growing asparagus

Asparagus is a garden delicacy that is easy to grow in the home garden. Asparagus is harvested in the spring and can be planted in the fall. This vegetable is perennial and best
put in the landscape or an area of the garden you do not plan to rotate to other vegetables. This vegetable will stay productive for many years.asparagus
The key to success is location, soil
type, fertility, size and age of crowns,and correct planting.

  • Varieties -Mary Washington (a rust-resistant variety) is a
    standard for most home gardeners. The all male hybrids
  • Jersey Gem (cercospora leaf spot tolerant) and Jersey Knight
    have a higher yield and produce no seed. With no seed
    production you do not have seedlings that you will have to weed out.
  • Atlas is a very large diameter spear but only
    available from California Asparagus Transplants and Seed in Davis, California.

    How Much To Plant - Ten crowns are needed for each family member to have enough for fresh table use. If you are especially fond of asparagus then 25 crowns per family member is recommended so you will have a surplus to can
    or freeze. If using the new hybrids other than Mary Washington you can cut the number of plants in half.

    Soil and Soil Preparation - Any well-drained soil will produce good asparagus. Use deep, fertile, sandy loam or loamy soil. If your soil is clay, you should condition it with compost so spears will emerge straight. Using a raised bed is
    especially helpful with heavy soils. Have a soil test taken before planting. Take soil samples 12 inches deep. The soil pH should be 6.0 to 6.7 because asparagus grows poorly in acid soils. Choose a site relatively free of perennial broadleaf weeds and nut-grass.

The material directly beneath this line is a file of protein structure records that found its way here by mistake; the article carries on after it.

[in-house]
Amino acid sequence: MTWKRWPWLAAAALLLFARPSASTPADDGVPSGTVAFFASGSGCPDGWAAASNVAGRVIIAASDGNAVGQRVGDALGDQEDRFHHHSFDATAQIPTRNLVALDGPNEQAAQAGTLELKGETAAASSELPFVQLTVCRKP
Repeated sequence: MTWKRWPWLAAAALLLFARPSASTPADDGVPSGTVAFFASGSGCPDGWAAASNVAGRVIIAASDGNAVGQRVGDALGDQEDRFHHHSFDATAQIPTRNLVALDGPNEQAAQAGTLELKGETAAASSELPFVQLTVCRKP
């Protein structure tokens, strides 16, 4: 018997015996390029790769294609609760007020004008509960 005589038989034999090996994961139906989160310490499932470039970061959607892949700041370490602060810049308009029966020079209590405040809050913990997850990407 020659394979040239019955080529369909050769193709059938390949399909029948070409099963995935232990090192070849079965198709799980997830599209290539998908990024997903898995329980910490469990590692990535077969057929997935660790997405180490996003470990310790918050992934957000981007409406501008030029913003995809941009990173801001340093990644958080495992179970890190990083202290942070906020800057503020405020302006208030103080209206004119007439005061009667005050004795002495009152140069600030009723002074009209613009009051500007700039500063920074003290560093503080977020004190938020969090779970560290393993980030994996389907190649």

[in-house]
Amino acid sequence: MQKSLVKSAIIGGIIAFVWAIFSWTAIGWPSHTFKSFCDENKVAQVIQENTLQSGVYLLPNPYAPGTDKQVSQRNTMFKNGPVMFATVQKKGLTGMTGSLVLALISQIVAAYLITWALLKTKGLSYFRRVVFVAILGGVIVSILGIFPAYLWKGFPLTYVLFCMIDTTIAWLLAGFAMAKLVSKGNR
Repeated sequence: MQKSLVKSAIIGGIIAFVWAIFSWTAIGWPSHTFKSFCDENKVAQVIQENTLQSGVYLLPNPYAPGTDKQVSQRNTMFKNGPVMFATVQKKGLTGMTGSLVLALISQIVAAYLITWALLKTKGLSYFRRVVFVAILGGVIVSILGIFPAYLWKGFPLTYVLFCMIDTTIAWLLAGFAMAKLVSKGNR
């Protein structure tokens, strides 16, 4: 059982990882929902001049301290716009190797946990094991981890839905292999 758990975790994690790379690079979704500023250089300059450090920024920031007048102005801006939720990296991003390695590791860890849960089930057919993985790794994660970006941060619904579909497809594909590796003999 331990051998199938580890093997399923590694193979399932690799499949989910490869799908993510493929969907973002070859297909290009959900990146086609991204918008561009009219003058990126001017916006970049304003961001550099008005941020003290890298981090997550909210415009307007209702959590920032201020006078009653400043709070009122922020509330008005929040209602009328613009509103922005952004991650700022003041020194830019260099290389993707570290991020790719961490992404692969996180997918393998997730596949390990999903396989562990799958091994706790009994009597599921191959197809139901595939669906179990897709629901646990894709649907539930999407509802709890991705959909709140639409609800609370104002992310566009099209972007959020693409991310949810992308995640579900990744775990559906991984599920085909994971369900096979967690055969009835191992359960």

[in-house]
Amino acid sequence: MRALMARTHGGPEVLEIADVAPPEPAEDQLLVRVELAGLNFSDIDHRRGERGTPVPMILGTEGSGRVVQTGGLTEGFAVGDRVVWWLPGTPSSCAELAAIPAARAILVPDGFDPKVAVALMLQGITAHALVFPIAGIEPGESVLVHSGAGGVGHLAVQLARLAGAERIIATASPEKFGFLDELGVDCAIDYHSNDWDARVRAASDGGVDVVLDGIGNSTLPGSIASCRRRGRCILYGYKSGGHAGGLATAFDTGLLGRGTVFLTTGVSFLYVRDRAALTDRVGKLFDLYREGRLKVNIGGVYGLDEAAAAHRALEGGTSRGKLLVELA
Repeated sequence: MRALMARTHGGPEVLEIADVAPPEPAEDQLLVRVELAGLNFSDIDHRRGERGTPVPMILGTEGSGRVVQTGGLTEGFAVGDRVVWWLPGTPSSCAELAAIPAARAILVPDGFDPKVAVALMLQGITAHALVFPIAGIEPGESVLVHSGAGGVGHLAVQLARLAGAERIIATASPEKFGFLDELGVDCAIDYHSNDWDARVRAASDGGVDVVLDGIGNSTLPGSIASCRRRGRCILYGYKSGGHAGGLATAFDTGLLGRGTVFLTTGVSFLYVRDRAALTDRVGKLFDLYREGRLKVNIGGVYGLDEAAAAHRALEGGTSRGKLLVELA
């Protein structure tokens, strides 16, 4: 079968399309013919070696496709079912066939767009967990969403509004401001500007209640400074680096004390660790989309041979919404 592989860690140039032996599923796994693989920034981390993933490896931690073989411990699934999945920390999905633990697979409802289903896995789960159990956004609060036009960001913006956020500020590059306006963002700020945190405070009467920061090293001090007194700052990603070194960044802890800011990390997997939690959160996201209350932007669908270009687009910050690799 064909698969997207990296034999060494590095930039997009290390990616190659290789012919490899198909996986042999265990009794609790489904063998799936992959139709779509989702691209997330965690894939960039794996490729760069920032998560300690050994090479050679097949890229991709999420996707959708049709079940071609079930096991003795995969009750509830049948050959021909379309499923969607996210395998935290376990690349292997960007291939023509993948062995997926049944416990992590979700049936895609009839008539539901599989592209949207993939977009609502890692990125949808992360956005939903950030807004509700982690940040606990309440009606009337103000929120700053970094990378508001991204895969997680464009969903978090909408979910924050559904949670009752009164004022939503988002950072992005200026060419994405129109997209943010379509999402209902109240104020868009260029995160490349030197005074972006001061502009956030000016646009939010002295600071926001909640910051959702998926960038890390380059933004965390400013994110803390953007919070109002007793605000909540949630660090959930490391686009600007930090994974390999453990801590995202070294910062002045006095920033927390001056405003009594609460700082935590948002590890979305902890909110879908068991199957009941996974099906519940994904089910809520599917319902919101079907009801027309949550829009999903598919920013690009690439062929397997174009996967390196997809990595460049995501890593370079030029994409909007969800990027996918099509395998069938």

Planting - Crowns (roots) should be planted in rows 5 feet apart with the crowns spaced 12 inches apart in the row. The distance between rows can be reduced, but this may shorten the life of the bed. Closer in-row spacing will
    increase yield. Use large, well-rooted, one-year-old, disease free crowns, purchased from a reliable source. In the Piedmont, plant in late winter after the danger of a hard freeze is over, but before plant growth starts. Plant the
    crowns in a furrow 8 inches deep. Make the furrow wide enough to accommodate the root system of the crowns when fully spread out. When placing the crowns in the furrow or trench, be sure to have the buds pointing
    upward. Cover the crowns with 2 inches of soil. As the plants grow, pull soil around the plants gradually until the trench is filled.

    Annual Bed Care - Cultivate when necessary to control grass and weeds to insure a good crop of large spears.
    During the harvest period, asparagus can withstand shallow cultivation. Each spring just before the spears start to grow, broadcast a complete fertilizer such as 5-10-10 on the bed at the rate of 2 to 5 lbs per 100 square feet. This should be done about March 15 for the Piedmont.
    Give the bed a second application of fertilizer at the end of the cutting season. Allow the plants to grow until they have turned brown in the fall usually after a couple frosts. Then cut down the tops and destroy them. If cut down before frost, the next year's crop of spears is reduced.

    Harvesting - Do not harvest asparagus the first growing season after planting crowns. It can be harvested for a short time (not to exceed two weeks) the second year.Weak plants and small spears result from harvesting too much, too early. The third year after planting crowns, harvest spears of asparagus for a 6 to 8 week period each year.Weak plants should be harvested for less time. Exercise care in cutting the spears to prevent damage to those spears that have not yet emerged. Cut or snap the spears at ground level. This practice
    eliminates the possibility of damaging other spears.

    Preparation For Use - Asparagus loses edible qualities rapidly after harvest. Fiber develops rapidly after harvest. To maintain asparagus quality, wash and cool asparagus soon after
    harvest. If the asparagus wilts, it can be made turgid by soaking in cool water.
    (The information in this article was taken from a North
    Carolina Cooperative Extension leaflet H1L-8002 written by Douglas C. Sanders, Extension Horticultural Specialist,NCSU)